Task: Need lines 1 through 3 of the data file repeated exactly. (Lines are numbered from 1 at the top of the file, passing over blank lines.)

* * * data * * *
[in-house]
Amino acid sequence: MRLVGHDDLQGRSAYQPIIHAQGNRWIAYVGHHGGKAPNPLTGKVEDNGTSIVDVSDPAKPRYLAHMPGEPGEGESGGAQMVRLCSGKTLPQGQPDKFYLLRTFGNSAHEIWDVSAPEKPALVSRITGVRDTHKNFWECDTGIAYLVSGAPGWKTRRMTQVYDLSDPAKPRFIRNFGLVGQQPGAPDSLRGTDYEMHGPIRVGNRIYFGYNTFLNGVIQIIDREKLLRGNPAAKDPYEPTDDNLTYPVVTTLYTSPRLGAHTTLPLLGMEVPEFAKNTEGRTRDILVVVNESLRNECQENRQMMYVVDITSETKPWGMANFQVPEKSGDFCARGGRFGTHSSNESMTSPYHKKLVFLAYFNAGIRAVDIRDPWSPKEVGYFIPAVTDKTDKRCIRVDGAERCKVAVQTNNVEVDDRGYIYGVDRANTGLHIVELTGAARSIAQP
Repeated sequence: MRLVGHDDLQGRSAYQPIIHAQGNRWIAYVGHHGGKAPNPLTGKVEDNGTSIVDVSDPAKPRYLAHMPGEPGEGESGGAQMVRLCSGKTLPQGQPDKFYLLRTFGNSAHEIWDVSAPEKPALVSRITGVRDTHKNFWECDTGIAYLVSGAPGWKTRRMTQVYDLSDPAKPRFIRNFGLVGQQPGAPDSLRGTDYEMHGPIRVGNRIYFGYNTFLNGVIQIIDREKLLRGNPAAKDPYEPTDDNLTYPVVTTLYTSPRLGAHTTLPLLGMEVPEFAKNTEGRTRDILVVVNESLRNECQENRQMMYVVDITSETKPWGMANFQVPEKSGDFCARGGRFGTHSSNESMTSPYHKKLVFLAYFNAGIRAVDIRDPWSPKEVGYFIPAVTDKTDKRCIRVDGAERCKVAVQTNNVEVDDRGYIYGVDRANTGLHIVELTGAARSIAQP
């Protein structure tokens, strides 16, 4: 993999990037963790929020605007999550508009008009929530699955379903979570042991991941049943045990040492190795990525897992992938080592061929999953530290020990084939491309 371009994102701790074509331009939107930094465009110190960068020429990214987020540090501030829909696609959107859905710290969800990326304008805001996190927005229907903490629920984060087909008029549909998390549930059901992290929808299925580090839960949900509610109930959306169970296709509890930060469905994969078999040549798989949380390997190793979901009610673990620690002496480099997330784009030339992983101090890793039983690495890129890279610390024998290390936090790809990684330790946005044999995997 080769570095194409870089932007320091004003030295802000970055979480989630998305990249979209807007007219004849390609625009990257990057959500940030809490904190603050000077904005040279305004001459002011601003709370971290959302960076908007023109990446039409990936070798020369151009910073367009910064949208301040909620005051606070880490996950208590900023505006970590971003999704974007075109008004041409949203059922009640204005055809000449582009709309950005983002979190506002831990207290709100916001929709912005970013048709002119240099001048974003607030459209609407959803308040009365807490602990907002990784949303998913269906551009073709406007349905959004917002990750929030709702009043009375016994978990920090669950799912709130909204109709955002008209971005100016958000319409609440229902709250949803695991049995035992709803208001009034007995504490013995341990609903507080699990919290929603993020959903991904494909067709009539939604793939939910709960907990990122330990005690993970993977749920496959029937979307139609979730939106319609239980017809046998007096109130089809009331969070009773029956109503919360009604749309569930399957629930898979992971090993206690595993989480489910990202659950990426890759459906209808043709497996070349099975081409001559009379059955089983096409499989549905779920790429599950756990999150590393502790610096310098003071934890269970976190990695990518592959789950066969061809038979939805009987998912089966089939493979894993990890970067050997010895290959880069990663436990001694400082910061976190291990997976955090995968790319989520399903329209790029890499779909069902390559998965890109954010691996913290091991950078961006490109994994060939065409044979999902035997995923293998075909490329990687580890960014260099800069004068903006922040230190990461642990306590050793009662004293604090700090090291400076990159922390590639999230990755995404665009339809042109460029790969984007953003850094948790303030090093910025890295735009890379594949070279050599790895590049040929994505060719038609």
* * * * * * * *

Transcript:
[in-house]
Amino acid sequence: MRLVGHDDLQGRSAYQPIIHAQGNRWIAYVGHHGGKAPNPLTGKVEDNGTSIVDVSDPAKPRYLAHMPGEPGEGESGGAQMVRLCSGKTLPQGQPDKFYLLRTFGNSAHEIWDVSAPEKPALVSRITGVRDTHKNFWECDTGIAYLVSGAPGWKTRRMTQVYDLSDPAKPRFIRNFGLVGQQPGAPDSLRGTDYEMHGPIRVGNRIYFGYNTFLNGVIQIIDREKLLRGNPAAKDPYEPTDDNLTYPVVTTLYTSPRLGAHTTLPLLGMEVPEFAKNTEGRTRDILVVVNESLRNECQENRQMMYVVDITSETKPWGMANFQVPEKSGDFCARGGRFGTHSSNESMTSPYHKKLVFLAYFNAGIRAVDIRDPWSPKEVGYFIPAVTDKTDKRCIRVDGAERCKVAVQTNNVEVDDRGYIYGVDRANTGLHIVELTGAARSIAQP
Repeated sequence: MRLVGHDDLQGRSAYQPIIHAQGNRWIAYVGHHGGKAPNPLTGKVEDNGTSIVDVSDPAKPRYLAHMPGEPGEGESGGAQMVRLCSGKTLPQGQPDKFYLLRTFGNSAHEIWDVSAPEKPALVSRITGVRDTHKNFWECDTGIAYLVSGAPGWKTRRMTQVYDLSDPAKPRFIRNFGLVGQQPGAPDSLRGTDYEMHGPIRVGNRIYFGYNTFLNGVIQIIDREKLLRGNPAAKDPYEPTDDNLTYPVVTTLYTSPRLGAHTTLPLLGMEVPEFAKNTEGRTRDILVVVNESLRNECQENRQMMYVVDITSETKPWGMANFQVPEKSGDFCARGGRFGTHSSNESMTSPYHKKLVFLAYFNAGIRAVDIRDPWSPKEVGYFIPAVTDKTDKRCIRVDGAERCKVAVQTNNVEVDDRGYIYGVDRANTGLHIVELTGAARSIAQP